I’m 19 years old, living in Brighton, Britain’s most charming city, studying at the UK’s eleventh best university (well according to TheTimes rankings, at least) and yet, with the number of unemployed graduates in the UK rising, I do occasionally ask myself ‘am I wasting my time?’
According to the Telegraph, a fifth of graduates are being left unemployed for six months after finishing their degree, while many who do find work are in menial, underpaid and low-skilled roles “such as office juniors or shelf stackers”.
So the prospect of finishing my degree is a rather bleak one. This is made worse by people who, upon learning I’m a student, insist on telling me that these are “the best years of my life” and that I should “enjoy it while it lasts”. It is as though they think I will feel some sense of satisfaction and self-importance in hearing that everyone wishes they were still in my stage of life. In actual fact, the effect is more like terror. Is it all downhill from here? What will happen when it’s over? Will I be left jobless, with a staggering amount of debt and nothing to look forward to?
Of course, it’s not all doom and gloom. Having a degree is still better than not having one (and being at uni is still a lot more fun than not being at uni). I am very grateful to be receiving an education from the University of Sussex. Realistically, however, you need to do more than just study if you want potential future employers to pick your CV out from the piles of graduate CVs that will inevitably be sitting on their desks.
This is where work experience enters the arena. Having something to put on your CV that proves your interest in a particular profession might be the thing that positions you head-and-shoulders above other applicants with similar degrees.
It is also a great way to sample different types of jobs. Many of my university friends are still clueless about what they want to do after they graduate. My response to them is this: how will you ever know what you like, unless you try different things? It is surely better to discover that you hate accountancy while doing a work placement with an accounting firm, as opposed to discovering that you hate it after landing a full-time job in the field. Getting experience in different areas while you are still a student means that you will know yourself better by the time you have to start applying for proper jobs.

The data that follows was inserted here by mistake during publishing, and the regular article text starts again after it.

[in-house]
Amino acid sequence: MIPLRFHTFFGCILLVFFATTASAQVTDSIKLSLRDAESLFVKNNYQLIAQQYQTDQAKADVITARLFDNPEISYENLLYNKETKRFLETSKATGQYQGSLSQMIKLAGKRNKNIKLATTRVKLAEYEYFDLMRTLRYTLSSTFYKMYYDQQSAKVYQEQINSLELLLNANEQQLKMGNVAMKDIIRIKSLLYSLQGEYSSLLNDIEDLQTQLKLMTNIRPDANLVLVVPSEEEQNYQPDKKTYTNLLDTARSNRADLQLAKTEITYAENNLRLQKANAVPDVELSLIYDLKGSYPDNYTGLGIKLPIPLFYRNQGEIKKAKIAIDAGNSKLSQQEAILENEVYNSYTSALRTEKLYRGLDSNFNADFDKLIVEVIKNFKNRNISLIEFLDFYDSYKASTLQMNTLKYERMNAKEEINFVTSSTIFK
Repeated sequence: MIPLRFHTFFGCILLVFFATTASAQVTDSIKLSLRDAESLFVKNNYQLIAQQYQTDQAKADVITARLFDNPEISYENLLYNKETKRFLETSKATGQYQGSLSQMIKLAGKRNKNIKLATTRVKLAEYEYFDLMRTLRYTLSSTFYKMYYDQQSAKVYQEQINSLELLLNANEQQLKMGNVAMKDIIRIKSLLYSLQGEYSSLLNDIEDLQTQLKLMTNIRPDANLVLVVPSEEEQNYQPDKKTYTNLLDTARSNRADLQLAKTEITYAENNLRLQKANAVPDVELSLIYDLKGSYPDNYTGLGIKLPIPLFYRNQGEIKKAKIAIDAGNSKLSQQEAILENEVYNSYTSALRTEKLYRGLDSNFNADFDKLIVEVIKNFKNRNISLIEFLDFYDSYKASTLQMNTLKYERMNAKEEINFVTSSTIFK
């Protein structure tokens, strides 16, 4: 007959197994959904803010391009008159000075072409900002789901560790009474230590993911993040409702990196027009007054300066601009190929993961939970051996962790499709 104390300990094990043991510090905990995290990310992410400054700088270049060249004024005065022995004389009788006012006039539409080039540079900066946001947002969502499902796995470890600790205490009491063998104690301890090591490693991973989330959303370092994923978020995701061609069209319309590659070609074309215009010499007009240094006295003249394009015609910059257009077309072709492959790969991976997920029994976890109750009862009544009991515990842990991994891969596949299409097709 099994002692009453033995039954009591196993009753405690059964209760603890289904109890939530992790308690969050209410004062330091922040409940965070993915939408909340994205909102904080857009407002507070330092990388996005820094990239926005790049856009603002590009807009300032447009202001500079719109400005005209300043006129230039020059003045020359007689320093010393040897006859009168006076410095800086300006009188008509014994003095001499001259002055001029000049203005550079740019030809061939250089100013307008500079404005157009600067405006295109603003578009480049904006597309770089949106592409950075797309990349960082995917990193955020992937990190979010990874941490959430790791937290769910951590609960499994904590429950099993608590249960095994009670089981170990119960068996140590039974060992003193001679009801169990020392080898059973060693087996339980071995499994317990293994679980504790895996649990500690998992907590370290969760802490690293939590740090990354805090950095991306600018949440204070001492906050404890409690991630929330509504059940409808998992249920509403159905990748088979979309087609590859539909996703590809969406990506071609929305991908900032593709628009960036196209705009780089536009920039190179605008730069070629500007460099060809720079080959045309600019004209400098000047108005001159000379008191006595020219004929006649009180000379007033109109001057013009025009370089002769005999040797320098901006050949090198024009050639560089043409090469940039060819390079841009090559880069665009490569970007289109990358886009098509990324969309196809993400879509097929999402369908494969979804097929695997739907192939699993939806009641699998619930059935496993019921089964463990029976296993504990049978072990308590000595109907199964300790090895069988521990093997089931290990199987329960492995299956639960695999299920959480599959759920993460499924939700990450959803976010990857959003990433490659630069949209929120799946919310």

Additionally, work experience can teach you a thing or two about growing up. My university professors treat me like an adult, but sometimes I don’t feel very much like one. I have a tendency, like many students, to be exceptionally lazy and this means the prospect of working a 9 till 5 job is a bit intimidating. The morning of my first day of work with Magenta was monumental, as it was one of the rare occasions on which I actually see what the city of Brighton looks like before 11am (not too dissimilar to other times, in case you were wondering). Once arriving at the office and making introductions, I was given work to do and, before noon, had finished writing my first article. This surprised me; I can seldom achieve anything more than microwaving a bowl of porridge that early in the day. I discovered that being in a work environment surrounded by other hard-working souls inspires productivity. Also, if you are doing work that you enjoy, it’s not very hard to wake up early to do it. In fact I might even go as far as saying that work can actually be fun (although there’s no guarantee that every workplace will be as warm and welcoming as the Magenta office; maybe I’m just lucky to be working with such a friendly bunch!).
There are countless reasons why getting work experience not only relieves some of the fear of being left unemployed after graduation, but also is invaluable to your personal growth. So, employees of the world, I encourage you to take on student interns if you ever get the chance. They will be eternally grateful to you for giving them the opportunity- I promise!